Forbidden Sanctuary is straight-ahead first-encounter science fiction with a religious twist.  I wrote the novel in the 1980s, but for reasons that are somewhat opaque to me now, I set the action 30 years in the future–around 2003, if I follow the novel’s implicit chronology correctly.  This offers the same challenges I faced with Replica, which is implicitly set in 2024, except that I don’t have the extra 12 years of futureness to play with.  All the action in the novel takes place in the near past, as far as a present-day reader is concerned.  And, of course, I got some things wrong.

Do my failed attempts at futurology matter?  The novel is an artifact, created at a certain time and in a certain place.  You don’t expect science-fiction predictions to be entirely accurate.  Readers understand this.  Why bother tweaking the thing?

Well, for one thing, I’m not completely sure that readers do understand this.  The original publication date is right there on the ebook’s copyright page, but that’s all there is to let people know that this ebook isn’t new–it’s not like you’re buying a paperback with yellowed pages in a musty used bookstore.  I was talking to a really smart guy who had just read the ebook of Senator, and it soon became clear that he thought I had written the book recently, presumably to coincide with the 2012 election.  Er, no.

Anyway, as with Replica, the two major features of modern life that I missed were cell phones and the Internet.  I did have some people with “personal phones” that they flipped open, but I was somewhat inconsistent with them.  For example, I also had FBI agents communicating with each other via something called “telecoms,” which I guess were like super-modern walkie-talkies.  There were also some minor references that no longer work in the world as it actually was in 2003: references to the Soviet Union, for example, and to the never-ending conflict in Northern Ireland.  So I did some tweaking.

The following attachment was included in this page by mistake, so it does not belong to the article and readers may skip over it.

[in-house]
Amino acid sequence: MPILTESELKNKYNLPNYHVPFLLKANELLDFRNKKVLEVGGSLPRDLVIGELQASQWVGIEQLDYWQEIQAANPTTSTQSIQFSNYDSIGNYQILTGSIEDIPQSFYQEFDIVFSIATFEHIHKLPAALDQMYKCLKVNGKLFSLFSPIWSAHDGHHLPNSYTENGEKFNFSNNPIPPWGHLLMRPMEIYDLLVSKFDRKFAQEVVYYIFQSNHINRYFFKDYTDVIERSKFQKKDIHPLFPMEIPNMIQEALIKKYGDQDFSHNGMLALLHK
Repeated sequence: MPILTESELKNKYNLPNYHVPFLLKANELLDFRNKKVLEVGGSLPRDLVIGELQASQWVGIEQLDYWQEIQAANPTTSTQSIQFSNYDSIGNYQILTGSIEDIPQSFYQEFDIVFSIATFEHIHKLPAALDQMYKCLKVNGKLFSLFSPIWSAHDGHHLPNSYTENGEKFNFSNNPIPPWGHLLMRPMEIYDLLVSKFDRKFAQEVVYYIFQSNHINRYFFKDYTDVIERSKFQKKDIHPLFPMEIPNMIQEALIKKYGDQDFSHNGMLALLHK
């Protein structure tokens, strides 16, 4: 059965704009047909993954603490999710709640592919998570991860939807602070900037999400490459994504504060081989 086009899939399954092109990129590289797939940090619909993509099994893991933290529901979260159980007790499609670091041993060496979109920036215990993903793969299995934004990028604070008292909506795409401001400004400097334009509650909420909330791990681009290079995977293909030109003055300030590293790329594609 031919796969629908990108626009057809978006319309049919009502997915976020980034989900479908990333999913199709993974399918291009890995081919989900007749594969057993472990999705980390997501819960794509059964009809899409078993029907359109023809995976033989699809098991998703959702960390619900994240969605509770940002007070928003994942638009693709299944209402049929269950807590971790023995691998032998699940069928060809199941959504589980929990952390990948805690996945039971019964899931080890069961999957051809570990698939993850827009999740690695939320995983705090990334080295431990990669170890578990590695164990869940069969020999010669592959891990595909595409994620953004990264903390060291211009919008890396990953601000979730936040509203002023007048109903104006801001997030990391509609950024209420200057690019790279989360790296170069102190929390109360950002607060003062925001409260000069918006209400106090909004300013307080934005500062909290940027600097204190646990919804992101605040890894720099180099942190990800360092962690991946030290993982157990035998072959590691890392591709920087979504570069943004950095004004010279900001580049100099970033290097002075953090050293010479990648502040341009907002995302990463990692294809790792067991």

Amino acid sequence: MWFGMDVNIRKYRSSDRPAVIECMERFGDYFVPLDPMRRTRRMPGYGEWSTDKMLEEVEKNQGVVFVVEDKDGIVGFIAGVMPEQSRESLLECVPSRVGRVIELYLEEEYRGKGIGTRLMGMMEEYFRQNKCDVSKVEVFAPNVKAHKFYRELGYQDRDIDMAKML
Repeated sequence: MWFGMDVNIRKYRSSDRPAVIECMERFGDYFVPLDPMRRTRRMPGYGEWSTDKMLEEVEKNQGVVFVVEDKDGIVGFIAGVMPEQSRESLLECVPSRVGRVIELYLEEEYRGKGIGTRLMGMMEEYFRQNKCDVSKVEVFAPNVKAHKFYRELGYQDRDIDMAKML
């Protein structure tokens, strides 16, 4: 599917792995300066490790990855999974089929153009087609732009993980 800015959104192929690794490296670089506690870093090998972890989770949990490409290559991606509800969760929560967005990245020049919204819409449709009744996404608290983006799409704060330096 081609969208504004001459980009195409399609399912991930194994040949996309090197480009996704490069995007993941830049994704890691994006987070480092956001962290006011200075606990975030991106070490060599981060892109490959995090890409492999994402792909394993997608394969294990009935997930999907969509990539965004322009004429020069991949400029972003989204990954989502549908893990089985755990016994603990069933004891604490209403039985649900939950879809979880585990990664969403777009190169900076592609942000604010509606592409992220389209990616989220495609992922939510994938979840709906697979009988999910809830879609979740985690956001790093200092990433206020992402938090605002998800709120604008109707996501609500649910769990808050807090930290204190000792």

The thing that I got right, I think, is the role of the Catholic Church in the 21st century.  I didn’t imagine the sex abuse scandal, of course, but I did imagine a church fighting a rearguard action against modernity–churches closing, vocations plummeting, but still with many people who believed deeply, fervently, in its truths.

Also, the aliens are great!

New, lower prices on my ebooks

Regular blogging will now resume.  I hope you found other ways to entertain yourself in the past week.

Anyway, I just wanted to point out that my ebooks are on sale at Amazon and Barnes & Noble — and probably at other places as well.  My new publisher’s marketing scheme appears to be to set a list price of $4.99 on Amazon, and then discount from that, so the books look like they are on sale.  Which, I guess, they are.  So buy them while the prices are low.

Senator remains free. It’s been interesting to see how it has fared on the “bestseller” list of free Kindle books.  It peaked somewhere in the 100s on the overall list; now it’s down in the 800s.  For a while it was #1 in the political genre; it has now faded to #6.  It was also in the top ten for a while in the suspense genre; it is now at #24.  As the Underpants Gnomes say: Profit!!

Replica is now available for $0.99.  That’s a pretty good deal!  But has not yet broken into the top 100,000 for Kindle.  Shoot.

Pontiff and Summit are both available for $2.99.  Oddly, Pontiff is much higher on the paid Kindle bestseller list than either Replica or Summit.  I’m guessing that, at the sales level we’re talking about, a few copies can make a pretty big difference in a book’s ranking.

The ebook release of Dover Beach is going to be delayed so we can publish its sequel, whose title may or may not be Locksley Hall, at the same time.  But it shouldn’t be very long.

My goal is to get the ebooks for Forbidden Sanctuary and Marlborough Street out the door by the end of the year.

Then we’ll have a party.